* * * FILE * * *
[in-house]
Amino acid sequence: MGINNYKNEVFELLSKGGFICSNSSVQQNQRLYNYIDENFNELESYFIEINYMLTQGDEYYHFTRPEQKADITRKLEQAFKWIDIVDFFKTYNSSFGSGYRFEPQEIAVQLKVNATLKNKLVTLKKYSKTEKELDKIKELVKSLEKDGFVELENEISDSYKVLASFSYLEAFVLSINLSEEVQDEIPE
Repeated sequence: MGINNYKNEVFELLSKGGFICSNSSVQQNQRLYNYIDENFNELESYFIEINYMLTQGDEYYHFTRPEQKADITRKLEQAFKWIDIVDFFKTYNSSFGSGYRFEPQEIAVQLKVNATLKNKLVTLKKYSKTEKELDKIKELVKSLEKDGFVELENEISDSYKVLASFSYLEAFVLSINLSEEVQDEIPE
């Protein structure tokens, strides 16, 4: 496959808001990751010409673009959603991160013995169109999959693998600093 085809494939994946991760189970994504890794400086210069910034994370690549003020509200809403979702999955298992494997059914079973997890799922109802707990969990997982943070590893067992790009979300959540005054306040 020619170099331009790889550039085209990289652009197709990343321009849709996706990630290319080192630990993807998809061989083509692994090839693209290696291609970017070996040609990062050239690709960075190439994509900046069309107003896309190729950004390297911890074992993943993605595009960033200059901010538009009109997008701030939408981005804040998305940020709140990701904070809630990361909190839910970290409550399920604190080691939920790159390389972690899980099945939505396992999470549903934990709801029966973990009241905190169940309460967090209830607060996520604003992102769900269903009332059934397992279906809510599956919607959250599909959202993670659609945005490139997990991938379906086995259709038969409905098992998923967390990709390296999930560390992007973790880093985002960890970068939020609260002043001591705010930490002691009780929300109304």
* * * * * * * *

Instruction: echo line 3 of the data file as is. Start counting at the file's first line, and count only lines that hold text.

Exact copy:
Repeated sequence: MGINNYKNEVFELLSKGGFICSNSSVQQNQRLYNYIDENFNELESYFIEINYMLTQGDEYYHFTRPEQKADITRKLEQAFKWIDIVDFFKTYNSSFGSGYRFEPQEIAVQLKVNATLKNKLVTLKKYSKTEKELDKIKELVKSLEKDGFVELENEISDSYKVLASFSYLEAFVLSINLSEEVQDEIPE